Dear fellow children of God:
This is the old Bible history book that we used for family devotions for a number of years. Did you know that of the usual heroes of faith we think of in the pages of Scripture: Noah, Abraham, Isaac, Jacob, David and the apostle Paul: none of them come close to the number of chapters covering the life and times of Moses? Noah built an ark and escaped the flood, Samson killed lions and Philistines, David slew Goliath, Elijah and Elisha and Paul each raised people from the dead, Jonah survived 3 days and nights in a huge fish, but this is the man at the end of his life of whom God says: “Since then, no prophet has risen in Israel like Moses, whom the LORD knew face to face, who did all those signs and wonders the LORD sent him to do in Egypt…12 For no one has ever shown the mighty power or performed the awesome deeds that Moses did in the sight of all Israel.”
What can we learn from the awesome deeds of a man who lived 3400 years ago? We tend to focus on the spectacular: the 10 plagues, the parting of the Red Sea, and water from a rock. But the spectacular had a purpose, and it wasn’t to provide the plot line for numerous movies, but rather to preserve God’s people and the line of the promised Savior. While it’s not likely that we’ll be asked to lead hundreds of thousands of people out of a foreign country, across a body of water and survive in the wilderness for 40 years, we have more in common with Moses than what we might first imagine. Before Moses was born, God knew he would be the man to lead God’s people on a journey to the promised land of Canaan, yet we know that Moses’ journey ended before he could cross the Jordan River. But we also know that Moses reached a promised land that made that land flowing with milk and honey pale in comparison. We are on our own journey… a journey fraught with its own obstacles and challenges. Our text this morning comes from the end of Moses’ journey, but it offers us a snapshot of Moses’ life and reminds us that there is so much we can learn from Moses’ success as well as his failures:
Focus on the finish line
1. In spite of your sinful failures
2. Strengthened by God’s promises
As children of God, knowing that the finish line is heaven is a scriptural truth that is ours through faith. You’ve probably heard the saying, “Life isn’t a sprint, it’s a marathon.” As Christians, we might add that it’s a marathon complete with storms, hills, mountains, sinkholes and hurdles along the way. Moses’ marathon ran 120 years. He faced a death threat at birth, he fled for his life when he was 40, had a 3rd major career change at the age of 80, went face to face with a world power and led a reluctant and obstinate nation through a barren land. Yet I wonder if Moses wouldn’t say that his greatest challenge was his own sin. Think of his murder of an Egyptian that led to his flight to Midian. Remember the multiple excuses he offered God when he stood at the burning bush. And in our text, we have a reminder of the sin that had perhaps the greatest earthly consequence.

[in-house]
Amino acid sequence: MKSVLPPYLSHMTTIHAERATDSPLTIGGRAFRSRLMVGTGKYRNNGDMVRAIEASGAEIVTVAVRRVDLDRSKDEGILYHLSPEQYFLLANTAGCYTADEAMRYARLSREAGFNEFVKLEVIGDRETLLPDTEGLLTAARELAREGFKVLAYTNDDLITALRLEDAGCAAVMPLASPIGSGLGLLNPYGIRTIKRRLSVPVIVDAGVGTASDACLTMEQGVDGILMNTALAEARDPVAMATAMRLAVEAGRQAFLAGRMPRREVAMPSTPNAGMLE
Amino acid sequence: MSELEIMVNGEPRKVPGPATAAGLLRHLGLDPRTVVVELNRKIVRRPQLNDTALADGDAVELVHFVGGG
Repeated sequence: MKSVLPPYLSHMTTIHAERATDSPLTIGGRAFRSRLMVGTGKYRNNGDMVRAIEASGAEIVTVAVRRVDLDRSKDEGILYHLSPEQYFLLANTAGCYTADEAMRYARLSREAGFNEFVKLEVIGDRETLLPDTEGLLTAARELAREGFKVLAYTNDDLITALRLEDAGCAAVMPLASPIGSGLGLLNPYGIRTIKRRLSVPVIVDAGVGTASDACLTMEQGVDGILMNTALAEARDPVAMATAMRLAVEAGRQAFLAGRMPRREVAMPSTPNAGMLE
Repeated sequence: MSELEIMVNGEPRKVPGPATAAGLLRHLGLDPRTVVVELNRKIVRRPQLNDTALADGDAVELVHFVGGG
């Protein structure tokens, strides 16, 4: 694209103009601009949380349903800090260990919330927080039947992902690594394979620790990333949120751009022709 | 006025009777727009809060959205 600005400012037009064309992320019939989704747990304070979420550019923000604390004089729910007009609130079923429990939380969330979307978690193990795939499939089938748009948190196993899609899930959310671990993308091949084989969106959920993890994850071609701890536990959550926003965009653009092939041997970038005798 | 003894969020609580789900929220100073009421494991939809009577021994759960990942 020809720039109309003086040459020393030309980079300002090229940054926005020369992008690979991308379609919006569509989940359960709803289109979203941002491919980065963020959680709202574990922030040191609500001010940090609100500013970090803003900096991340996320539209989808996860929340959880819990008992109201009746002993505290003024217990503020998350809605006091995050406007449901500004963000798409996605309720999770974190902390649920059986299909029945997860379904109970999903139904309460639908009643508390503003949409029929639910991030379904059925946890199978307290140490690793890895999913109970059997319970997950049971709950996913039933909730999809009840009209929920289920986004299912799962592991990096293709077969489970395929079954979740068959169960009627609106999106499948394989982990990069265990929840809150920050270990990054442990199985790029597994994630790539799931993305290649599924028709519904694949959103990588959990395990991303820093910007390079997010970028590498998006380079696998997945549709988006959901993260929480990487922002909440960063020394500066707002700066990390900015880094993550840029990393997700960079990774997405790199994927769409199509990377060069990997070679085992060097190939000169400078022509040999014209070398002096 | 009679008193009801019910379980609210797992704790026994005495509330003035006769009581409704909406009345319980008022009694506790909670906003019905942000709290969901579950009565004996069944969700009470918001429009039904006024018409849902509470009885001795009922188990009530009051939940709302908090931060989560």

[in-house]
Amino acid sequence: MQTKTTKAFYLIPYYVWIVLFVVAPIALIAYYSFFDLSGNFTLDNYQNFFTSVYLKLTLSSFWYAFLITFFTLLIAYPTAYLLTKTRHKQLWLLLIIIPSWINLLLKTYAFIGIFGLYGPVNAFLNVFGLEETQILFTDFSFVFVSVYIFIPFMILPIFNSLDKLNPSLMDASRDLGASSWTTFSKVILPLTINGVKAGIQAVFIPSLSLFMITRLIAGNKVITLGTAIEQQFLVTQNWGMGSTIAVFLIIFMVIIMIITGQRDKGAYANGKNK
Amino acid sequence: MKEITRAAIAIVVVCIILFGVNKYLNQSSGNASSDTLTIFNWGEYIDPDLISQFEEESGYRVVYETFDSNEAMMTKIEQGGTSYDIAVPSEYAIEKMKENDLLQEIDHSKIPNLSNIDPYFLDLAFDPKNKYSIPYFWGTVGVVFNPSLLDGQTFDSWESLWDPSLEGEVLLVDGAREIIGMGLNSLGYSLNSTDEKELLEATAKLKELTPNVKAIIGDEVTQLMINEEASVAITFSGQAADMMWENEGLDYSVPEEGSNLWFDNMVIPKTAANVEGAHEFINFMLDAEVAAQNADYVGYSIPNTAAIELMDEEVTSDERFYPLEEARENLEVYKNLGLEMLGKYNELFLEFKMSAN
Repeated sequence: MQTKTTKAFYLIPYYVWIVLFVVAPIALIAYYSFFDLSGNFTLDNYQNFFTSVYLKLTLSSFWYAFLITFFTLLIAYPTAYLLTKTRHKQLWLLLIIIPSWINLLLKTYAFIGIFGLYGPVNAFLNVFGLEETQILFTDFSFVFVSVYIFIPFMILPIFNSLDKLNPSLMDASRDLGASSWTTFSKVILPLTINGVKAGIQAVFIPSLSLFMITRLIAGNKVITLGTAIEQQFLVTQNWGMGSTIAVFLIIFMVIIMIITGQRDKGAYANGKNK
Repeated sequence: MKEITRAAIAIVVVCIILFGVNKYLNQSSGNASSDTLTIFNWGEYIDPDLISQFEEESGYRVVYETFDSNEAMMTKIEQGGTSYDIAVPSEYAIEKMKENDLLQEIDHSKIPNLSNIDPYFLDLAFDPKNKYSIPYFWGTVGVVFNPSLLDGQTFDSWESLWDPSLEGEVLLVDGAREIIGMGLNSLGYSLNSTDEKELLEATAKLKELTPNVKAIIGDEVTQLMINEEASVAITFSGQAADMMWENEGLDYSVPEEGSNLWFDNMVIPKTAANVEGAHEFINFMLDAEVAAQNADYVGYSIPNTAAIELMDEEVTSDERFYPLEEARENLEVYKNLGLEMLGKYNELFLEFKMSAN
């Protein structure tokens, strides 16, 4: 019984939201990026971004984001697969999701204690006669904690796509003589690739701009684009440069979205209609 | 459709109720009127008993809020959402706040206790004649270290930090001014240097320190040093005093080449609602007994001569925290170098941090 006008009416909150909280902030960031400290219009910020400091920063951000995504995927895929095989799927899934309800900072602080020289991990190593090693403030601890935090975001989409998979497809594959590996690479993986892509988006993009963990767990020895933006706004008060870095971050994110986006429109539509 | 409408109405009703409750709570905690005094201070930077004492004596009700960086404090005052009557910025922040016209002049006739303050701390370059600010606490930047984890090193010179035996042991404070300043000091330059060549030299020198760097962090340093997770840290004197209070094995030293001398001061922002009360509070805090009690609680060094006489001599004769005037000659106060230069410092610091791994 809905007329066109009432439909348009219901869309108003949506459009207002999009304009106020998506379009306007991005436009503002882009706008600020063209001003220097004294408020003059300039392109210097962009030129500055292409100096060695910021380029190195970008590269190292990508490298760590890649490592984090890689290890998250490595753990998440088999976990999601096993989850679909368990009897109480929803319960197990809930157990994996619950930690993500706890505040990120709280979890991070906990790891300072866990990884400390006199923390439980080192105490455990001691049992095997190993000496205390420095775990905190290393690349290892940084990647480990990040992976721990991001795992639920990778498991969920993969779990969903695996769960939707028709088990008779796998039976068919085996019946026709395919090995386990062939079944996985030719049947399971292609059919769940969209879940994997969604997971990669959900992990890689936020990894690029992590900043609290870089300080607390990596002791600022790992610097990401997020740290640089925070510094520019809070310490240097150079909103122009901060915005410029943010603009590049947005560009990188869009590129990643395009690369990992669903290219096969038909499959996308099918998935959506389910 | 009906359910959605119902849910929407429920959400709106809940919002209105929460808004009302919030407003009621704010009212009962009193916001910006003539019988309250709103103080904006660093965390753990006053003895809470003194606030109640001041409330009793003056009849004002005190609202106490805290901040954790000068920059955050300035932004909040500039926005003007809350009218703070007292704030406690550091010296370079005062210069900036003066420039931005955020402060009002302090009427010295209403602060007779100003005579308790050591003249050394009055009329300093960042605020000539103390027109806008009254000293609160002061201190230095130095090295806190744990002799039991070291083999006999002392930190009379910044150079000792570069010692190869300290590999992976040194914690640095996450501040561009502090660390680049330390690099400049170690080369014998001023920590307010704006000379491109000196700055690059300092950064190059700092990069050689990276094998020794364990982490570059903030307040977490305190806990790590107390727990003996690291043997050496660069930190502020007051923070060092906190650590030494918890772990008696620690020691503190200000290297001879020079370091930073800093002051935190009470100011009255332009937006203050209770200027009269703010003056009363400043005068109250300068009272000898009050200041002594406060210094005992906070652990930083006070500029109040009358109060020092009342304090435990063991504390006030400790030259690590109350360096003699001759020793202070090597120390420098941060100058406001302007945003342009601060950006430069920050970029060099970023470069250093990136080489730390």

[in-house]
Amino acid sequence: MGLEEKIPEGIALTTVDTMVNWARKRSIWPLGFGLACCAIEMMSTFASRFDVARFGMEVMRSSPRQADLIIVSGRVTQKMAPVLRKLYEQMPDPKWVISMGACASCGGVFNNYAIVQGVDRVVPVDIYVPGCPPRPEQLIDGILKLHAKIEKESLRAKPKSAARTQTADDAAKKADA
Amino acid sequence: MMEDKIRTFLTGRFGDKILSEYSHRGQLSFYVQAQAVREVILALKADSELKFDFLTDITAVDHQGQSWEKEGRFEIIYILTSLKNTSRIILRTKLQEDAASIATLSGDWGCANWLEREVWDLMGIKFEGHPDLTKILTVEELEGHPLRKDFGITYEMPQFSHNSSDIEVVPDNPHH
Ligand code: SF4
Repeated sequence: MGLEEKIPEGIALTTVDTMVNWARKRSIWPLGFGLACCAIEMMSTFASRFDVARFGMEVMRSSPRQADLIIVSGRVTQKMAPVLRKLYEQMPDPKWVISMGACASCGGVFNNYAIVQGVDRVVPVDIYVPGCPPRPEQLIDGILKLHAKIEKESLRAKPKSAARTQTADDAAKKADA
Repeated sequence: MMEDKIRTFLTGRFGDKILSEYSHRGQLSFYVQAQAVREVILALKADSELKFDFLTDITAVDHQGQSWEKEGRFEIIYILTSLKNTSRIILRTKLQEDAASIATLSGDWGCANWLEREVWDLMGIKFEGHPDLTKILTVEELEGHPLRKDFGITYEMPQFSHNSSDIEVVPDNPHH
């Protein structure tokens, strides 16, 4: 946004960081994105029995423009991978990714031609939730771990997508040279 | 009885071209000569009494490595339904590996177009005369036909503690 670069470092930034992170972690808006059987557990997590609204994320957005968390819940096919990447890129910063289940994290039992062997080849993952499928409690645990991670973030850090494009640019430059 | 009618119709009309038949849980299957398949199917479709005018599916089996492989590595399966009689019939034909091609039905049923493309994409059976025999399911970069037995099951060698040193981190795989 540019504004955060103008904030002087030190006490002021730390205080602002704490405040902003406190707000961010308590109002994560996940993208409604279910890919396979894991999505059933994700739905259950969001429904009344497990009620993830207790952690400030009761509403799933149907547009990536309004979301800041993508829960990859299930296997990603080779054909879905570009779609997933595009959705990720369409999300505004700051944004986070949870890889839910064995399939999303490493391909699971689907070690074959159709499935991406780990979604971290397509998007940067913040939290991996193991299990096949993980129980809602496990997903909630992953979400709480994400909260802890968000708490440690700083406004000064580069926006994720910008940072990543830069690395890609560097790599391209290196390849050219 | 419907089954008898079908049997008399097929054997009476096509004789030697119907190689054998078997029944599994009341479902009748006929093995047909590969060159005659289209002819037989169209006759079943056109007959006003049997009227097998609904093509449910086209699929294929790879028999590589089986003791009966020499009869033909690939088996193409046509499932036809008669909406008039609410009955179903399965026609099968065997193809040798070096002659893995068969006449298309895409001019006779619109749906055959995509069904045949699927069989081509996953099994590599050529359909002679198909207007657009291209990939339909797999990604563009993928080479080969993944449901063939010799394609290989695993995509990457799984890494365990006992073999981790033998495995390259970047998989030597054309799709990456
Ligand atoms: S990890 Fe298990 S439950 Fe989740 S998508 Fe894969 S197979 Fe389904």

In our text God tells Moses to head to the top of Mount Nebo, to see the land I have given to the Israelites. Mount Nebo rises 3900 feet above the Dead Sea and Jordan River valley and offered Moses a breath taking view of the long-promised land of Canaan. The finish line was in sight for God’s people. But God tells Moses: After you have seen it, you too will be gathered to your people, as your brother Aaron was. Moses was going to die without ever setting foot in Canaan. And God reminds him why: “For when the community rebelled at the waters in the Desert of Zin, both of you disobeyed my command to honor me as holy before their eyes.”
You might remember the incident in the Desert of Zin. There was no water for the Israelites, and God told Moses and Aaron to speak to rock. Instead, in anger Moses rebukes the people: “Listen, you rebels, must we bring you water out of this rock?” and then strikes the rock two times. The result? “The LORD said to Moses and Aaron, ‘Because you did not trust in me enough to honor me as holy in the sight of the Israelites, you will not bring this community into the land I give them.’”